High hopes of a great boxing card at the Crowne Plaza Hanalei on Friday night were dashed Thursday afternoon when the latest Bobby D Presents Boxing Card suddenly started deteriorating.
First up, it was reported the trainer/coach of the young lady scheduled to fight Amaris Quintana of San Diego suddenly suffered a mild stroke and as a result, their match had to be cancelled. Since they couldn’t find another opponent on such short notice, the Main Event was cancelled. At this point, the next fight date for Quintana is June 27.
Also on Thursday, the fighter scheduled to face San Diego’s Adrian Vargas (8-0-1, 6 KOs), Jesus Vallejo from Billings, Montana (6-9-1, 6 KOs), failed his MRI test. After taking the fight on short notice, an unprepared Vallejo and his trainer flew the 1,300 plus miles without the proper medical requirements. It was then up to the promoter’s people to scramble about Southern California (for 11 hours plus an additional 166 miles) trying to get the tests done.
In trying to save the bout, the promoter most likely spent over $1,000 and yet in the end, the fight fell through. With two bouts down, it was then necessary to either increase the rounds for the other fighters or pay a hefty fine to the California State Athletic Commission.
Stumbling block #3, Christian Bojorquez (11-0-0, 2 KOs) of Tijuana, who’s scheduled to fight Fernando Fuentes (3-2-0) from Hemet, CA showed up for the weigh-in at 125½ pounds which was 4½ pounds over the agreed upon 121-pound catch weight. To save the fight, Fuentes had to agree to go ahead with this unfair advantage. As a result, Bojorquez will be fined 20% of his purse with 10% going to the California State Athletic Commission and the other 10% going to Fuentes.
In the lighter weight divisions that 4½ pound weight differential can be a major factor, a scary one for Mr. Fuentes.
The other interesting match-ups on the docket
How about the rematch between Joe Perez (4-0-1, 3 KOs) and Victor Capaceta (3-6-3. 2 KOs)? Their last match ended in a draw back on November 21, 2013. Since that time, Capaceta has remained busy and fought two tough fights against gents who at this time have a combined record of 19-1. His trainer likes his chances on Friday night because he has learned much and certainly matured with the stiff competition.
Only problem, Capaceta now has only one win in his last 10 fights. That one win was over Miguel Mendoza at the Las Pulgas Night Club in Tijuana, his hometown. The Mendoza, who he beat, now has a record is 0-7-0 and he’s been knocked out in 6 of those 7 losses. So how much credit, if any, should we give Capaceta? I’d say his chances of winning are in that category of slim to none. Another question comes to light – why did it take Smokin’ Joe Perez six months and nine days to get back in the ring?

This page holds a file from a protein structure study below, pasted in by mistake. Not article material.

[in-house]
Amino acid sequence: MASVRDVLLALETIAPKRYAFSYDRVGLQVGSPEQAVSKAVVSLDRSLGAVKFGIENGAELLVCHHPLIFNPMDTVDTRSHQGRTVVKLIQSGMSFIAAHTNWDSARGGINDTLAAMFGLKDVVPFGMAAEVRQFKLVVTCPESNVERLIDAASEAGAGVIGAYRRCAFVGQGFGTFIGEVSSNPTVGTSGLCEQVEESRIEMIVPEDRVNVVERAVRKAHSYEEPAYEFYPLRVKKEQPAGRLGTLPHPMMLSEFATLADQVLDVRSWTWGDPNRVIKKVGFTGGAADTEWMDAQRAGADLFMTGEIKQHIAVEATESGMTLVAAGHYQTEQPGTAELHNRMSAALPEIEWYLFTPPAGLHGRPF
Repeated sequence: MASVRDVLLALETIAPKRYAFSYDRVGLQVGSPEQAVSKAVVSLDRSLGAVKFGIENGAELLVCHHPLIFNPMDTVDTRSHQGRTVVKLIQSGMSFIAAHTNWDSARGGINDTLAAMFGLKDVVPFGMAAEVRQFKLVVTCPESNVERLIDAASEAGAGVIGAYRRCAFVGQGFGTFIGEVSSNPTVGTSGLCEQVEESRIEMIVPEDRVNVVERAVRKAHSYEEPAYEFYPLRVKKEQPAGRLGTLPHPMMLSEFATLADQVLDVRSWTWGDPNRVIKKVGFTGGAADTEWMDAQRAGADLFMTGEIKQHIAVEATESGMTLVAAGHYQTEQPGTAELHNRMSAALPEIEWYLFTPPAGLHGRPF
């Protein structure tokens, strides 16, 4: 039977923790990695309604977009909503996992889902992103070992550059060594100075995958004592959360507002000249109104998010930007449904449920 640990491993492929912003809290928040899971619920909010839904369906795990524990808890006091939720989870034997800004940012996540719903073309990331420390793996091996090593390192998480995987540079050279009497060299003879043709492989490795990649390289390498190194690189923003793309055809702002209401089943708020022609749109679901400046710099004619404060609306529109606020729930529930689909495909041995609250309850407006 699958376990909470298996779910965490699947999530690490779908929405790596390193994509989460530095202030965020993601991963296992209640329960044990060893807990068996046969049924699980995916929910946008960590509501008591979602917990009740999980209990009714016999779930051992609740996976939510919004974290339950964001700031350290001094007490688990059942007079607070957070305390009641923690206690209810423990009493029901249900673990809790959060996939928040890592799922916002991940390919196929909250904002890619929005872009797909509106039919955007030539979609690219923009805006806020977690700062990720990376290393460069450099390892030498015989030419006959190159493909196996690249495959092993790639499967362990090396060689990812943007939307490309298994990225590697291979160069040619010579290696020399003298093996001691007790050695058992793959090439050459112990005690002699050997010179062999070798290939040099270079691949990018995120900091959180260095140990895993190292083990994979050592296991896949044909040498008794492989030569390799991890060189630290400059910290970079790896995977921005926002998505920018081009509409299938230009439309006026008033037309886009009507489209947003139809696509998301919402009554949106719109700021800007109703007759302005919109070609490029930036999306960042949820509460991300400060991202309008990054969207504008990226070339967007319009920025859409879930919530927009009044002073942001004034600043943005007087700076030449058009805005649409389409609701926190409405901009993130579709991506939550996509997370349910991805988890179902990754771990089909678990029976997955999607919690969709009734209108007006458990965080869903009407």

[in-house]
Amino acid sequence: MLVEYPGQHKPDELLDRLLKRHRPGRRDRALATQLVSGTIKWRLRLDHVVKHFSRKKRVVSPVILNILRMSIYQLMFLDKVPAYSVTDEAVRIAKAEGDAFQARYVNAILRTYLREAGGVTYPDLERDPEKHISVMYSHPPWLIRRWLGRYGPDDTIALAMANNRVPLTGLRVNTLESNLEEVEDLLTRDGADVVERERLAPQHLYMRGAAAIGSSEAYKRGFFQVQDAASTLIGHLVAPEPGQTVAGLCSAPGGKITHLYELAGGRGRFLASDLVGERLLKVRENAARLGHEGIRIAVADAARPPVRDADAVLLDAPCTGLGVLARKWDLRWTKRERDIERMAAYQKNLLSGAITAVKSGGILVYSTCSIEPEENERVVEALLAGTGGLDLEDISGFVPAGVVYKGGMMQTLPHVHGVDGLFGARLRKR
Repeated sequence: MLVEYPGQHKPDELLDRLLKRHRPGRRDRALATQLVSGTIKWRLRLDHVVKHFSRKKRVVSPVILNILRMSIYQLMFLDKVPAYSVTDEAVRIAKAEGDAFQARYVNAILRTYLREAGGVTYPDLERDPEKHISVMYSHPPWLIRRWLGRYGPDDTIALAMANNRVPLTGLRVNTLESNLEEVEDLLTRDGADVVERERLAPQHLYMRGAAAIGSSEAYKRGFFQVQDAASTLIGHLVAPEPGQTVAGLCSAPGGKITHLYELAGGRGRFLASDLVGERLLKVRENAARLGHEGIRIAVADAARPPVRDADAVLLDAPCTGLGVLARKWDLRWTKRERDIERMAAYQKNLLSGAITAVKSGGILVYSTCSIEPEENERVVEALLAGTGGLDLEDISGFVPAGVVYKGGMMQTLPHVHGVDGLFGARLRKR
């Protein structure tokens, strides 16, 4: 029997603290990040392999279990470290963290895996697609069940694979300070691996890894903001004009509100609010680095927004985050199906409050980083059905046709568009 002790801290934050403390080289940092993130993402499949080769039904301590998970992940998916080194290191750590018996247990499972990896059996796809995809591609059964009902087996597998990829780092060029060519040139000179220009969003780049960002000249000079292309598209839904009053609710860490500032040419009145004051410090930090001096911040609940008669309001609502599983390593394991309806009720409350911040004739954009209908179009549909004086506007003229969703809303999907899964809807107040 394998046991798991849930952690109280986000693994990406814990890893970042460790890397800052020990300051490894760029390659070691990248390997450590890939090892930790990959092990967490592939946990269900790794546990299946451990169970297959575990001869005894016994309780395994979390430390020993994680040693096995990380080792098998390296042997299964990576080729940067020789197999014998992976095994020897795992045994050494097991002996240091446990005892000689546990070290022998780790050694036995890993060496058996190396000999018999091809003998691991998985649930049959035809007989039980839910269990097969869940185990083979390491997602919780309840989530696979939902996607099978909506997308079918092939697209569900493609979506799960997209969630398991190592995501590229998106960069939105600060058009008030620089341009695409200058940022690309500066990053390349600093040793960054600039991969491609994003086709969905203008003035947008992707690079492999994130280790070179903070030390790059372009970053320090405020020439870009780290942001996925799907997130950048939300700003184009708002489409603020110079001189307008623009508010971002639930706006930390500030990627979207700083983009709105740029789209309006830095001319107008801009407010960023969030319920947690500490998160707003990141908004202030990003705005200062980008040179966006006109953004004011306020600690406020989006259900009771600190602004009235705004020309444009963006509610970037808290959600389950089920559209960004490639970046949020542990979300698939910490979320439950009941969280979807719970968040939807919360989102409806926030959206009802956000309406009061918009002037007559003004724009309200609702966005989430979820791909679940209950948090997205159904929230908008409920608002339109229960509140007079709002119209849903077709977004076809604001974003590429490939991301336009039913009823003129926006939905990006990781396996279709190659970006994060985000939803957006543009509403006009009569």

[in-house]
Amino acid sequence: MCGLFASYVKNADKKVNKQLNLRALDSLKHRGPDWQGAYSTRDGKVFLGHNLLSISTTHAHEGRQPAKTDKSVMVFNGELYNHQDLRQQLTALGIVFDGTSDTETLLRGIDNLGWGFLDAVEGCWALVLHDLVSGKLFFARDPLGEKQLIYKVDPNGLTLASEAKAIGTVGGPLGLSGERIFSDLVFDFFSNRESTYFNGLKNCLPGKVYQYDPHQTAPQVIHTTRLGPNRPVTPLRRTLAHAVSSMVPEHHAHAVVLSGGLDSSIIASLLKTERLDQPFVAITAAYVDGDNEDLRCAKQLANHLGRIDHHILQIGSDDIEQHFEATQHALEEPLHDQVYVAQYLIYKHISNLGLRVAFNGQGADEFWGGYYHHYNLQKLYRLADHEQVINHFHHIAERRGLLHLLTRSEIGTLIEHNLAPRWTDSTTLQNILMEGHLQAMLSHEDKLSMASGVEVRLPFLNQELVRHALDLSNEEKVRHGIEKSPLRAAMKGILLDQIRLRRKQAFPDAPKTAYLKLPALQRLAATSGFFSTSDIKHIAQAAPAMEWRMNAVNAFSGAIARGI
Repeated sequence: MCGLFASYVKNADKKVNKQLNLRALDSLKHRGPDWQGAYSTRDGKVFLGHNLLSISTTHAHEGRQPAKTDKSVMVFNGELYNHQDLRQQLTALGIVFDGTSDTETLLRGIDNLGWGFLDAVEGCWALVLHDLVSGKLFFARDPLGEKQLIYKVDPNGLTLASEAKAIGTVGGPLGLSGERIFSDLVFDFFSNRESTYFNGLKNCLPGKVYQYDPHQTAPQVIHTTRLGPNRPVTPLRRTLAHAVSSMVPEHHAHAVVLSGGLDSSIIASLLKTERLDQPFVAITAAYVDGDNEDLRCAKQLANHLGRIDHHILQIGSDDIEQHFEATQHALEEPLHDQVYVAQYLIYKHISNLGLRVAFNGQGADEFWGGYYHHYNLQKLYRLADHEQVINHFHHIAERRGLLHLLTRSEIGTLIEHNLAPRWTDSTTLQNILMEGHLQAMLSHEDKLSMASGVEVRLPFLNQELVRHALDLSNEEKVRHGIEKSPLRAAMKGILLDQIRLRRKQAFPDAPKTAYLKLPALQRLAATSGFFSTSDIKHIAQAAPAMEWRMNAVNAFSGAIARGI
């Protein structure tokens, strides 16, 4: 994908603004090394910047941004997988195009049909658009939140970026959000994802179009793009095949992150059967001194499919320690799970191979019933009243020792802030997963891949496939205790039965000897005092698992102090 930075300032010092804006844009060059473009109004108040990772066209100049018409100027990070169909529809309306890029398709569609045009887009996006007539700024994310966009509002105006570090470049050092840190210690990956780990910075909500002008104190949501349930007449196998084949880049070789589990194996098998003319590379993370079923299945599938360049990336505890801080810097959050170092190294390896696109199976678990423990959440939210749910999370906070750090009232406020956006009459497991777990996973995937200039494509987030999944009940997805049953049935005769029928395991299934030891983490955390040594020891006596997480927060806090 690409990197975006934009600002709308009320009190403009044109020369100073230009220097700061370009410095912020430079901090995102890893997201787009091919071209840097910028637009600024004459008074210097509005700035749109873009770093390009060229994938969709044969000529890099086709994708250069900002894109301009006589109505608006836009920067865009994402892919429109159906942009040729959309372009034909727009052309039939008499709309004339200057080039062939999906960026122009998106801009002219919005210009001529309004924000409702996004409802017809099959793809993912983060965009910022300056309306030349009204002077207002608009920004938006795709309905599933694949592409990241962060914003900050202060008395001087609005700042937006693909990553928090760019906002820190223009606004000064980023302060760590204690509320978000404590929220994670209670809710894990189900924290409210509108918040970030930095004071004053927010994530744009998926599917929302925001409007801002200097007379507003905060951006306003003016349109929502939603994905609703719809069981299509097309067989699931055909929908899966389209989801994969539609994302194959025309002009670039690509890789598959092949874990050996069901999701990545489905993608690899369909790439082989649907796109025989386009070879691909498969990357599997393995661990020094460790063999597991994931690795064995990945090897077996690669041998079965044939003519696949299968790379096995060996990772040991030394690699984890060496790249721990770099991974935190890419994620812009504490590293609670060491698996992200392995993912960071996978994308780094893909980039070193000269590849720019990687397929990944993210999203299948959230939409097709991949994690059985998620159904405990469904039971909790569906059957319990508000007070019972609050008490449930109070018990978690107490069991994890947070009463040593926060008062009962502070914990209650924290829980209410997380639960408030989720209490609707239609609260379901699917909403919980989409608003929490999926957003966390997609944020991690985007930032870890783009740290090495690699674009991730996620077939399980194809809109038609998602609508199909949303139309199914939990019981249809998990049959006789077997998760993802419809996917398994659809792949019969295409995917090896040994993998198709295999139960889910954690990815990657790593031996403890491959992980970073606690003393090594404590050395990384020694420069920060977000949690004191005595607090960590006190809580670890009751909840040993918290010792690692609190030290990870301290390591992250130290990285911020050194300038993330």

Below we see Perez working the mitts with his coach Basheer Abdullah at The Boxing Club in La Jolla, CA.
Another fight drawing some interest is the bout between Ulises Sierra (6-0-1, 5 KOs) from San Diego and Cromwell “Silva Bullet” Gordon (4-9) of Las Vegas, Nevada by way of Los Angeles, by way of Belize.
Their comments concerning the 165 lb. catchweight:
Sierra: “I’m now at 165 but I’d like to go all the way down to 160 and fight as a middleweight.”
Gordon: “I could go all the way up to 184 or down as low as 154. No problem.”
If you check the weights of Sierra’s first six fights you’ll notice he’s been fighting as a light heavyweight in all but one fight. Now that he’s come down in weight, he should enjoy an advantage come fight time after rehydrating.
Unlike Sierra, who paid his dues in the Amateur ranks, Gordon never fought as an Amateur. He said he’s taking an entirely different approach. “My first 20 pro fights will be my Amateur initiation.”
Gordon has now lived in Las Vegas for seven years, prior to that he lived in Los Angeles for 17 and the first 10 years of his life were in Belize, the top English-speaking retirement haven in the Caribbean.
While we talked, Gordon’s phone, which has a most unusual ringtone, kept barking like a dog. Gordon owns and operates a 6,000 square foot boxing gym, the largest boxing gym in Las Vegas. Since he opened the gym in 2012, he claims his Amateur boxers have yet to lose a match.
Gordon said he continues to fight to prove to his students that he can not only talk-the-talk, but walk-the- walk.
Like that gent in the Dos XXs commercials, Gordon is a very interesting fellow and from time to time he does run into Floyd Mayweather Jr. Even though he admires Mayweather, he’s often one of his biggest critics.
In high school, Gordon played football, track and set a high school record for bench pressing 415 pounds.
In the final contest, we have Guillermo Castillo (1-0) taking on 28-year-old Brahmabigi Montgomery of Victorville, CA who is making his pro-debut. Montgomery prefers to be called “Rowdy,” just Rowdy. While in high school the 6’1” Rowdy, ran track and played basketball.
Rowdy’s opponent, Castillo is from the Undisputed Gym in Downtown San Diego. In his debut, Castillo fought Juan Carlos Moreno (0-3), and despite an intentional head butt, he survived long enough to win by a unanimous decision. In his second outing, against a fellow by the name of Hector Alvarez, his opponent entered the ring, then before the opening bell decided not to fight and then climbed right back out of the ring. Guys like Rowdy would never even consider such a stunt.
By tomorrow night, the organizers are hoping to add an additional bout so the fight card will come up to the 24 round California State Athletic Commission minimum round requirement for each show. Lord knows, they’ve already been hit with enough unexpected expenses.